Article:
Lost in the blog fog

Written by Jeff Petersen, The Observer February 02, 2012 09:10 pm
The great horned owls in the ponderosa pine trees outside my bedroom window were tuning up at 4:30 this morning. They were hooting, "Who, who, Romney or Gingrich?"

Reminds me of the whippoorwills of the Ozarks, except they were saying, "The end is near. The end is near. The end of your sleep is near."

The only thing between us and that stark raving mad whippoorwill was a thin layer of gabardine — or whatever tents were made of in 1990.

The hooting owls gave me an idea for one more entry in my blog: the importance of sleep —and ear plugs — to fitness.

Welcome to the blogosphere. It’s a great place to visit, except for too many poets.

Blogs today are all the rage. They cover everything from aardvarks to zoology. There is tons of great writing. And tons of garbage. It’s the most writing ever committed that has never been read by anyone outside the author's immediate family.

Being a compulsive writer, I have two blogs going somewhere in the nether reaches of the blogosphere. The first blog is on my second chance at romance — and how to get things right this time. The second blog centers on my challenges in the Younger Next Year program, a sort of Fountain of Youth for old boys and girls obsessed with hearing the waterfall of death somewhere in the distance.

A blog is like a diary. My great-aunt, Lolave, gave me a diary when I was 8 years old. I loved that diary and wrote stuff like, I played Mike basketball. He won 3-2. Then we tried to eat slugs.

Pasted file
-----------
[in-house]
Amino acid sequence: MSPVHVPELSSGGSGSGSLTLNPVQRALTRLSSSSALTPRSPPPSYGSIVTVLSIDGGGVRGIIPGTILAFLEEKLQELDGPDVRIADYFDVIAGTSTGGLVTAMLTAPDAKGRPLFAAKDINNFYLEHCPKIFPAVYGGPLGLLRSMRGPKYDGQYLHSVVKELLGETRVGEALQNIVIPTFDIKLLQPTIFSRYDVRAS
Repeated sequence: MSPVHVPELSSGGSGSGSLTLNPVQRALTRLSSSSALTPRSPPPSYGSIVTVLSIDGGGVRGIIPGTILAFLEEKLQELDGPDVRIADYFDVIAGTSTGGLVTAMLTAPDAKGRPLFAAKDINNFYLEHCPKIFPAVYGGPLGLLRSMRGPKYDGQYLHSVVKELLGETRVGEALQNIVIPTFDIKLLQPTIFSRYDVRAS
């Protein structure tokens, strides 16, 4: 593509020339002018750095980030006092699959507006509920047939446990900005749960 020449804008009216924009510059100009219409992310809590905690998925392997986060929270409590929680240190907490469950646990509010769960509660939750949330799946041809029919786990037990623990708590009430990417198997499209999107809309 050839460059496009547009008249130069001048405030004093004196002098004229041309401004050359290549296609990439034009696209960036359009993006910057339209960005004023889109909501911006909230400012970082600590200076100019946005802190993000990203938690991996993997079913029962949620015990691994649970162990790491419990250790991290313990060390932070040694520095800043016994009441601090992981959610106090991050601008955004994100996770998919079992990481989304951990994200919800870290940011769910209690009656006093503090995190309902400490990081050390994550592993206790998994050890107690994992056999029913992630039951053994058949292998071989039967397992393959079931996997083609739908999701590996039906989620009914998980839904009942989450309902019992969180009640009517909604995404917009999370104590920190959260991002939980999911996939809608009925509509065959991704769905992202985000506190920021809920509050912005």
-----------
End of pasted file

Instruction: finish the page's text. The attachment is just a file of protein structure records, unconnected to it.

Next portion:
My blogs today are more sophisticated. Sure, there is still navel gazing. You can write as little or as much as you want, or even do the blog version of “War and Peace.”

Some blogs have caught on big. Take “The Daily Coyote,” for instance. A 20-something photographer moved to northwest Wyoming and adopted a coyote pup in the middle of sheep country. Every day she’d take a picture of the coyote pup and tell of its antics — and her difficulties in keeping him safe.

“The Daily Coyote” took on a life of its own, with more and more viewers, until finally it was published as a hardcover book.

I told Wonder Woman, my wife, that we should adopt an opossum and report on its antics, possibly get a large following and come up with a bestseller. 

She was not amused. She thinks opossums are ugly. So “The Daily Opossum” is not likely to be in my future.

Still, I blog away, collecting words the way other people collect stamps, or bird sightings. The blogosphere is a lonely place, however, without a pet opossum or whippoorwill.

 

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